This relationship between a stable, secure environment and sustainable development was also acknowledged in the Samoa Pathway agreed at the 2014 SIDS Conference and was a strong theme of the Open Debate convened in this Council in July on the peace and security challenges facing Small Island Developing States (SIDS).
As we all know, and acknowledge, the Security Council is not the primary actor in addressing many of these challenges. But it can and must play an important role in addressing them and in ensuring that its work in addressing threats to peace and security is linked up with and complements the work of the wider UN system and with relevant regional actors.
The Council needs to ensure it reflects these understandings in its mandates. Its interventions need to be tailored to the specific drivers of conflict in each setting. And they need to be based on a clear assessment of the roles Council-mandated Missions can most effectively play, based on the Council’s comparative advantage.
The Council must also be proactive in seeking more effective coordination with other international actors. Where it mandates development–related activities, whether they be quick impact projects or targeted support to core institutions, the Council is invariably reliant on other international development actors with more specialised expertise and longer time horizons.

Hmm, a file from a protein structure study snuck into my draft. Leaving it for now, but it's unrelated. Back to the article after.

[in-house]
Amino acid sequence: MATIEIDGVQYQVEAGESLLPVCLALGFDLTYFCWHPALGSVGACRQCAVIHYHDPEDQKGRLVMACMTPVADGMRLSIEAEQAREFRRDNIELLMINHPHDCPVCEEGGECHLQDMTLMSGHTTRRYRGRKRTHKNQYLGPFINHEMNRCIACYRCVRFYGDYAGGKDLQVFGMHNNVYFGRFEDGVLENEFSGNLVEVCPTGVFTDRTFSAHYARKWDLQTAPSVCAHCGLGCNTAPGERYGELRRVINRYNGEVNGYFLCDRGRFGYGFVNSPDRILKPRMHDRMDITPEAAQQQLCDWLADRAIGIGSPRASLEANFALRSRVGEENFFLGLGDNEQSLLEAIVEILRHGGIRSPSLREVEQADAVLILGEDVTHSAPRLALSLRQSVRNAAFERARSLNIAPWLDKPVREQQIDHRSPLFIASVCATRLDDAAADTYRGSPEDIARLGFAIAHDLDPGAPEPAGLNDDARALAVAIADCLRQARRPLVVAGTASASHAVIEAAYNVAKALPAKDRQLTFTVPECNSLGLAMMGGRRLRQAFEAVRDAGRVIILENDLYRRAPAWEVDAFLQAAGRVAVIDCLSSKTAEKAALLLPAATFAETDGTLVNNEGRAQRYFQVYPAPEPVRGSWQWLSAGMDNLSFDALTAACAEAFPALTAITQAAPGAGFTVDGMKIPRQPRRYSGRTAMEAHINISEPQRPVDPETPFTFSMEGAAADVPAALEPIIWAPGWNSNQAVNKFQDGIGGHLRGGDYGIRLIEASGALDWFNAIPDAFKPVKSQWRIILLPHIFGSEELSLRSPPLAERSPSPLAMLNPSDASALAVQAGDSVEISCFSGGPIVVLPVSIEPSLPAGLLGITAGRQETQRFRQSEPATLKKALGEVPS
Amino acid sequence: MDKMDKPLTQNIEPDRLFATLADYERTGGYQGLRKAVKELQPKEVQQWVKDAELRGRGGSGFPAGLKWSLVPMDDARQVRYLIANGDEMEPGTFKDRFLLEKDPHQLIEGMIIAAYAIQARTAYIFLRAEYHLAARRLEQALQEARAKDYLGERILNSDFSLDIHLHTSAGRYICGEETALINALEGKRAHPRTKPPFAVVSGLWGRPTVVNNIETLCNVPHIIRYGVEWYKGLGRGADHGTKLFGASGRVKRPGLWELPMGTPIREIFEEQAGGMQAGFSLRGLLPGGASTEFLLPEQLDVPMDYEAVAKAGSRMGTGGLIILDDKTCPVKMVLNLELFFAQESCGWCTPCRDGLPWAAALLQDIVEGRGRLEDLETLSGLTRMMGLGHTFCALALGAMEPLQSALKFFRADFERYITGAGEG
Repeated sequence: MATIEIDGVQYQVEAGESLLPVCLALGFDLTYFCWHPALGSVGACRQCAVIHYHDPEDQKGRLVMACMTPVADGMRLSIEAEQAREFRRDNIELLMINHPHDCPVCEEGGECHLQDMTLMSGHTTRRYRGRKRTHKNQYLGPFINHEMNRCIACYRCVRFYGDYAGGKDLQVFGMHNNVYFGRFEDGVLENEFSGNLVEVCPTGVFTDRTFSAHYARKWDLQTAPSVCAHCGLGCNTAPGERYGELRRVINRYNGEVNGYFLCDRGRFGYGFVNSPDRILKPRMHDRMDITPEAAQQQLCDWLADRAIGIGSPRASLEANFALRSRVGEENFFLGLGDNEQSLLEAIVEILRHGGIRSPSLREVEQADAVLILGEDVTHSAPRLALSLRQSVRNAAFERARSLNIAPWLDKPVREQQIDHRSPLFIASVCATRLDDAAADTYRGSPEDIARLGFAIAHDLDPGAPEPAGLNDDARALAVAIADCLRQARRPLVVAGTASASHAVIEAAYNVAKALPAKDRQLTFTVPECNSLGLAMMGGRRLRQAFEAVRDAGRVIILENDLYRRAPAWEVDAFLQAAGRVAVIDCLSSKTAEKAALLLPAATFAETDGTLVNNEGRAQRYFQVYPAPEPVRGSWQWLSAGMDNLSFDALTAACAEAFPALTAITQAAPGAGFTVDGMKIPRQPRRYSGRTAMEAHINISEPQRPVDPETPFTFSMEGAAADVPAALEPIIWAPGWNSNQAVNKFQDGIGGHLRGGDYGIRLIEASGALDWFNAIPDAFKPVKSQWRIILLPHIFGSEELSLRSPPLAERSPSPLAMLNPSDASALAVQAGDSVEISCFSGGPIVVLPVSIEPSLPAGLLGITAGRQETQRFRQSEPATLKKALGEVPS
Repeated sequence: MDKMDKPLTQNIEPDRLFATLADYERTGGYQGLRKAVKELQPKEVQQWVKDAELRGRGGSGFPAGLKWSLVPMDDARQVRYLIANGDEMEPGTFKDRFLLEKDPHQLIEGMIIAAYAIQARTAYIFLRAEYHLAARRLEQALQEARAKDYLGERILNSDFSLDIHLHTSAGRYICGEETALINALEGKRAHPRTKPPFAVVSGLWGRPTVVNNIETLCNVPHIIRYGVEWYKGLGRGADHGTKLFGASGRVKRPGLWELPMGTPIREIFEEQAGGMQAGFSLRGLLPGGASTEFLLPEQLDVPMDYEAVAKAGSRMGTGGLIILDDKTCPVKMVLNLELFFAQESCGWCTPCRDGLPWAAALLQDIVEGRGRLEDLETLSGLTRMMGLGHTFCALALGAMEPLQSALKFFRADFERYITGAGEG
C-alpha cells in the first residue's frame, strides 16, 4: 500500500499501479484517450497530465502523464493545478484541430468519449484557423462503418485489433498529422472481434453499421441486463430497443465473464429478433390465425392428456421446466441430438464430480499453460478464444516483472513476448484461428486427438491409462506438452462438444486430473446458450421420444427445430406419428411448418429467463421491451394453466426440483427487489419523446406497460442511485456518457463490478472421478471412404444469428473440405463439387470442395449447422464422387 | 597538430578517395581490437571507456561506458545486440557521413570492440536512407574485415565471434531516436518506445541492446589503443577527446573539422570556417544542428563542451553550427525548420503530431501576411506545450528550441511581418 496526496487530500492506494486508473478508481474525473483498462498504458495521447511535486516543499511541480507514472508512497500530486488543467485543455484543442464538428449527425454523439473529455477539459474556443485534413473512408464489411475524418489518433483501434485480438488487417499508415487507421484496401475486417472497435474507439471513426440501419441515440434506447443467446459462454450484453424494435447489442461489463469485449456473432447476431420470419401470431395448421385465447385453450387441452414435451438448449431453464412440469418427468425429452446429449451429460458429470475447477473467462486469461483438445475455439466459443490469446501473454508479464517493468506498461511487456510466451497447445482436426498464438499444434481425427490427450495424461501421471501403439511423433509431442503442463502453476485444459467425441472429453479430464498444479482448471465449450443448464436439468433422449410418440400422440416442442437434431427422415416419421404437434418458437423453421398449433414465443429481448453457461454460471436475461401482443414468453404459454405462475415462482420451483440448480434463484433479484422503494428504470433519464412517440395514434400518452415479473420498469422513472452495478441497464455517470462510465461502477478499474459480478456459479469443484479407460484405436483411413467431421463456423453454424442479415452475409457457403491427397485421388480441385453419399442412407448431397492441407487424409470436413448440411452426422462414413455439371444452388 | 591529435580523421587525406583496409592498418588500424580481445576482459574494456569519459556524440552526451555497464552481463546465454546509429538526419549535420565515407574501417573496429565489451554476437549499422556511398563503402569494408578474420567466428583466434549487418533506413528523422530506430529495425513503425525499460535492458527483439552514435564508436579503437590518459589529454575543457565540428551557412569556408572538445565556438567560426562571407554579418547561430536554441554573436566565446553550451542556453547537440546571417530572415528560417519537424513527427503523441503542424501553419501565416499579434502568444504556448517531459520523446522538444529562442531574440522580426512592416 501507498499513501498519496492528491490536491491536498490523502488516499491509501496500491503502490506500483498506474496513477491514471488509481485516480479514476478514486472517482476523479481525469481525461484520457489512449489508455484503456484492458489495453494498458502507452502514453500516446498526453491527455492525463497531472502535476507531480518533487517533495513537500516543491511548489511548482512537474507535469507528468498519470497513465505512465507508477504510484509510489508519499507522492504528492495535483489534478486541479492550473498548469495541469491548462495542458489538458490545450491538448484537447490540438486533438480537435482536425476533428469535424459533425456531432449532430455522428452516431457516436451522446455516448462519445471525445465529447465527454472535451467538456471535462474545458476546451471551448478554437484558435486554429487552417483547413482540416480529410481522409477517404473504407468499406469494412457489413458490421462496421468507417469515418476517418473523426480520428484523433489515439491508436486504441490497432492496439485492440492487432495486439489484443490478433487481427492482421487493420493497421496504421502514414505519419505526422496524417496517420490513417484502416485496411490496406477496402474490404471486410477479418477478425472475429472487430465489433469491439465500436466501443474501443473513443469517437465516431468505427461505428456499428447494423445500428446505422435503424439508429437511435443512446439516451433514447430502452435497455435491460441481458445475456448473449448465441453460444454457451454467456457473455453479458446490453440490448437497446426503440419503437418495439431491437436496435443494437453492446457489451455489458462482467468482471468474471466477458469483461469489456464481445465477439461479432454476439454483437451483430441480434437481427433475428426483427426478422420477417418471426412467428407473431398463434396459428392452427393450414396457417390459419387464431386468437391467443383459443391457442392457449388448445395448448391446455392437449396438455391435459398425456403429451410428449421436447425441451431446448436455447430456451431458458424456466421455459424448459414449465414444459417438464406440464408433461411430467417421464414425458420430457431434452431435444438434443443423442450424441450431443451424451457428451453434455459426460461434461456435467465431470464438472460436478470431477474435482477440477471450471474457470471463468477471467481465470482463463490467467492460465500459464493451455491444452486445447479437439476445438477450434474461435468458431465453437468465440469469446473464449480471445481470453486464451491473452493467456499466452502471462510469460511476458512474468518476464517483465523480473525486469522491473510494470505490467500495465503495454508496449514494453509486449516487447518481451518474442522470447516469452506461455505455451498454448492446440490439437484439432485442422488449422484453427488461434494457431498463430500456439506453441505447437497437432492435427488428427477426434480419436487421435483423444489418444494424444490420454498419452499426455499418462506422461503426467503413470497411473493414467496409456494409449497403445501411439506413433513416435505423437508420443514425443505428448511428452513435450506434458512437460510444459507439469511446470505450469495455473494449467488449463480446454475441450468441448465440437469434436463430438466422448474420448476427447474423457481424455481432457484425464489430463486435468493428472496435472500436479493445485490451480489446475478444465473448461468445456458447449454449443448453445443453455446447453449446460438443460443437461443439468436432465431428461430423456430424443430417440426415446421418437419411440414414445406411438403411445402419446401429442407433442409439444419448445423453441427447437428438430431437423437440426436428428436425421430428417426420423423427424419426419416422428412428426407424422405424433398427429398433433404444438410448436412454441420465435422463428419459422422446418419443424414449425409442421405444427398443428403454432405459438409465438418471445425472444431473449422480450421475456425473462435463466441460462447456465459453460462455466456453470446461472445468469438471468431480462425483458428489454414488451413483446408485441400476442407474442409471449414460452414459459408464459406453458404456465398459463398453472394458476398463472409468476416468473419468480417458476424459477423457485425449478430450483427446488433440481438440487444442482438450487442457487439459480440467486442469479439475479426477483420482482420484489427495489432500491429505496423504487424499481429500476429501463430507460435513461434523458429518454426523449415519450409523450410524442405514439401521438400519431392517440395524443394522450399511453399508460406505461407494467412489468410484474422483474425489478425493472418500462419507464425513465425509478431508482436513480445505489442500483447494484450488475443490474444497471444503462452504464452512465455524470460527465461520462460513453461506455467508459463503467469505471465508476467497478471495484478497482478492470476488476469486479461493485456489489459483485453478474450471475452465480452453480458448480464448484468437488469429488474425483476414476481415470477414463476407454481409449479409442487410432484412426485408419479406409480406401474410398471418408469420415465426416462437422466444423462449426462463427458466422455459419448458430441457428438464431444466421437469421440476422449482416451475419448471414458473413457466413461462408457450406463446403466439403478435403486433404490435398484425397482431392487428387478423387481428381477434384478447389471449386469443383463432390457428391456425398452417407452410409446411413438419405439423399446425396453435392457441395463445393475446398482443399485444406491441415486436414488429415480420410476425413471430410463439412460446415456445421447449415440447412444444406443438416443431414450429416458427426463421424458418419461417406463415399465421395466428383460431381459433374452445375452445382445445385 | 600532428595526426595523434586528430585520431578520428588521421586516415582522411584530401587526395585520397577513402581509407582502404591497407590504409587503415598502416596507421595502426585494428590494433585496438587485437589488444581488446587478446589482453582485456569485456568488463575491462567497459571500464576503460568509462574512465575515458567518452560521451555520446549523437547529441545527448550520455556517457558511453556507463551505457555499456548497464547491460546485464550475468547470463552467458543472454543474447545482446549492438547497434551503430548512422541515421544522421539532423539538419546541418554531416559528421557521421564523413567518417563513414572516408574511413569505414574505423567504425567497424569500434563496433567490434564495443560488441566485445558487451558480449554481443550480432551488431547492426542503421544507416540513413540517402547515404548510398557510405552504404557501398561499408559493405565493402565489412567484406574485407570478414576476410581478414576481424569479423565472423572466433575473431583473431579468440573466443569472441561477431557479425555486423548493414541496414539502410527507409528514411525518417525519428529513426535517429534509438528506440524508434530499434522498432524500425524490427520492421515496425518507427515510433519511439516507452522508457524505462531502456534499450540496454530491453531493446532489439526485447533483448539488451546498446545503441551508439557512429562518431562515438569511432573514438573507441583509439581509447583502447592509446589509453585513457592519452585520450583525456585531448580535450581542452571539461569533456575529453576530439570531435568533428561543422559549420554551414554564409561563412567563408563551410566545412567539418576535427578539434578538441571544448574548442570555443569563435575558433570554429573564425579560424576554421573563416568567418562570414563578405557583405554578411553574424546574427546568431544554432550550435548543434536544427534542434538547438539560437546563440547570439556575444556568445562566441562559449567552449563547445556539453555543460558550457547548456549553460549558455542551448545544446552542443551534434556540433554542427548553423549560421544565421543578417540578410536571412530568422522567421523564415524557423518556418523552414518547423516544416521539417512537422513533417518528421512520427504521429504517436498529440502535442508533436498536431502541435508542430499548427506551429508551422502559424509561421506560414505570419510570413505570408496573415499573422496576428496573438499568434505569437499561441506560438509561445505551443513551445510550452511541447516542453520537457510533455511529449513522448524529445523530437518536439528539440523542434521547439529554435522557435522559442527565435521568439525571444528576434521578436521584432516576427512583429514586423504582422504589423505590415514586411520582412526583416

This means bridging the silos between different pillars of the UN, including development, security and human rights. It also means reaching out to enhance cooperation with others beyond the UN system – with International Financial Institutions, regional organisations, NGOs and bilateral donors.
We have yet to realise fully the potential of the Peacebuilding Commission for coordinating peacebuilding actors, or for achieving the kind of partnership with this Council that was originally envisaged. We firmly believe that there must be closer engagement with, and more systematic involvement of country configuration chairs in Council discussions, given the invaluable knowledge and insights they can provide.
We need to ensure UN missions are equipped with the resources and expertise they need to identify and address the drivers of conflict and to manage emerging threats.
We therefore strongly support the recommendation of the High Level Independent Panel on the future of UN Peace Operations for much greater investment in the political component of peace operations, and in conflict prevention efforts more generally.
It is for these reasons that New Zealand has recently significantly increased its funding to the Department of Political Affairs. We also acknowledge the good work being done by the UNDP on conflict prevention.
Our understanding of the requirements of conflict prevention, and the relationship between peace and development, has advanced significantly in the past decade. It is incumbent on the international community, particularly on this United Nations, to translate these understandings into action.
New Zealand will continue to champion greater upfront attention, investment, practical innovation and courage, in exercising the Security Council’s responsibilities under the Charter for preventing conflict.